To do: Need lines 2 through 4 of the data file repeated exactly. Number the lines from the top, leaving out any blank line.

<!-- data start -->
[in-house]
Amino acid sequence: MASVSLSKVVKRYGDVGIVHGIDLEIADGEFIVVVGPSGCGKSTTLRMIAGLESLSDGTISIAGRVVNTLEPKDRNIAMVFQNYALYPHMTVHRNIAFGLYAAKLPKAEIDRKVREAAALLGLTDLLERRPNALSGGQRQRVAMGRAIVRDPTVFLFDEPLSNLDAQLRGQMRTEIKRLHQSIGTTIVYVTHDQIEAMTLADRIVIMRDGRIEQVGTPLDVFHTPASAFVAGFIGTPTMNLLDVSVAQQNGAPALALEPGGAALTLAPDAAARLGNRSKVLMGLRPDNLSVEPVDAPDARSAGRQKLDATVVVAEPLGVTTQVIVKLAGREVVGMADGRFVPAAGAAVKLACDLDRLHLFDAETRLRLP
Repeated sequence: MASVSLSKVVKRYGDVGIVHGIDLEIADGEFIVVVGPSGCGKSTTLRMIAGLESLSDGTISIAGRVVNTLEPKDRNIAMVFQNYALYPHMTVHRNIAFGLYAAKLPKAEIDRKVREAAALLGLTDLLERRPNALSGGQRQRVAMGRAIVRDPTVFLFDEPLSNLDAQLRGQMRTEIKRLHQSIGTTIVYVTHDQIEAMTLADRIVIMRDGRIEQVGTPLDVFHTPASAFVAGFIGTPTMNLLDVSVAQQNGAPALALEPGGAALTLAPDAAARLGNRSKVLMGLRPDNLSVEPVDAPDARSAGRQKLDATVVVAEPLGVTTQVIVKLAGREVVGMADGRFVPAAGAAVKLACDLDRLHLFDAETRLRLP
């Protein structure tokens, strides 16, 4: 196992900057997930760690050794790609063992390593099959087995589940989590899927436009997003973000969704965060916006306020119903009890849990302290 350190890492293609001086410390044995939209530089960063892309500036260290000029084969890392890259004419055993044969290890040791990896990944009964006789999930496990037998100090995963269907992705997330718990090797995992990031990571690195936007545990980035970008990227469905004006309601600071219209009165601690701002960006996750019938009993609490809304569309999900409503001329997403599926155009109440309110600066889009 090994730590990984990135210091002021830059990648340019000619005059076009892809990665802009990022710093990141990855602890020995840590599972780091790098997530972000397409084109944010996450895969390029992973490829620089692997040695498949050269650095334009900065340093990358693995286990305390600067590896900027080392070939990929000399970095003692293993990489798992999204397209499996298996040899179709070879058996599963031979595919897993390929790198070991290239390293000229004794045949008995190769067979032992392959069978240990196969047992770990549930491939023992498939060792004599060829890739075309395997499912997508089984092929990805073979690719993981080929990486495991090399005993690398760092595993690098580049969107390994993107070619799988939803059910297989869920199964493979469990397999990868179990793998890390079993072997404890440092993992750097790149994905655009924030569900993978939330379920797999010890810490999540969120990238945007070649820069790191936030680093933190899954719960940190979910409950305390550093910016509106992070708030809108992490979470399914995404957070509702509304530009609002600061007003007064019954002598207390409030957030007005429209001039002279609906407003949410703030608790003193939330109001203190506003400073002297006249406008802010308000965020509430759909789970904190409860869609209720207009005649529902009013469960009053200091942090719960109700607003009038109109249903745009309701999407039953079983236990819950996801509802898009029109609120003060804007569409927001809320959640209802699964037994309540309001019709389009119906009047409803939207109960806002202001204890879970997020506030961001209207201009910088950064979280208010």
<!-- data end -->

Amino acid sequence: MASVSLSKVVKRYGDVGIVHGIDLEIADGEFIVVVGPSGCGKSTTLRMIAGLESLSDGTISIAGRVVNTLEPKDRNIAMVFQNYALYPHMTVHRNIAFGLYAAKLPKAEIDRKVREAAALLGLTDLLERRPNALSGGQRQRVAMGRAIVRDPTVFLFDEPLSNLDAQLRGQMRTEIKRLHQSIGTTIVYVTHDQIEAMTLADRIVIMRDGRIEQVGTPLDVFHTPASAFVAGFIGTPTMNLLDVSVAQQNGAPALALEPGGAALTLAPDAAARLGNRSKVLMGLRPDNLSVEPVDAPDARSAGRQKLDATVVVAEPLGVTTQVIVKLAGREVVGMADGRFVPAAGAAVKLACDLDRLHLFDAETRLRLP
Repeated sequence: MASVSLSKVVKRYGDVGIVHGIDLEIADGEFIVVVGPSGCGKSTTLRMIAGLESLSDGTISIAGRVVNTLEPKDRNIAMVFQNYALYPHMTVHRNIAFGLYAAKLPKAEIDRKVREAAALLGLTDLLERRPNALSGGQRQRVAMGRAIVRDPTVFLFDEPLSNLDAQLRGQMRTEIKRLHQSIGTTIVYVTHDQIEAMTLADRIVIMRDGRIEQVGTPLDVFHTPASAFVAGFIGTPTMNLLDVSVAQQNGAPALALEPGGAALTLAPDAAARLGNRSKVLMGLRPDNLSVEPVDAPDARSAGRQKLDATVVVAEPLGVTTQVIVKLAGREVVGMADGRFVPAAGAAVKLACDLDRLHLFDAETRLRLP
């Protein structure tokens, strides 16, 4: 196992900057997930760690050794790609063992390593099959087995589940989590899927436009997003973000969704965060916006306020119903009890849990302290 350190890492293609001086410390044995939209530089960063892309500036260290000029084969890392890259004419055993044969290890040791990896990944009964006789999930496990037998100090995963269907992705997330718990090797995992990031990571690195936007545990980035970008990227469905004006309601600071219209009165601690701002960006996750019938009993609490809304569309999900409503001329997403599926155009109440309110600066889009 090994730590990984990135210091002021830059990648340019000619005059076009892809990665802009990022710093990141990855602890020995840590599972780091790098997530972000397409084109944010996450895969390029992973490829620089692997040695498949050269650095334009900065340093990358693995286990305390600067590896900027080392070939990929000399970095003692293993990489798992999204397209499996298996040899179709070879058996599963031979595919897993390929790198070991290239390293000229004794045949008995190769067979032992392959069978240990196969047992770990549930491939023992498939060792004599060829890739075309395997499912997508089984092929990805073979690719993981080929990486495991090399005993690398760092595993690098580049969107390994993107070619799988939803059910297989869920199964493979469990397999990868179990793998890390079993072997404890440092993992750097790149994905655009924030569900993978939330379920797999010890810490999540969120990238945007070649820069790191936030680093933190899954719960940190979910409950305390550093910016509106992070708030809108992490979470399914995404957070509702509304530009609002600061007003007064019954002598207390409030957030007005429209001039002279609906407003949410703030608790003193939330109001203190506003400073002297006249406008802010308000965020509430759909789970904190409860869609209720207009005649529902009013469960009053200091942090719960109700607003009038109109249903745009309701999407039953079983236990819950996801509802898009029109609120003060804007569409927001809320959640209802699964037994309540309001019709389009119906009047409803939207109960806002202001204890879970997020506030961001209207201009910088950064979280208010």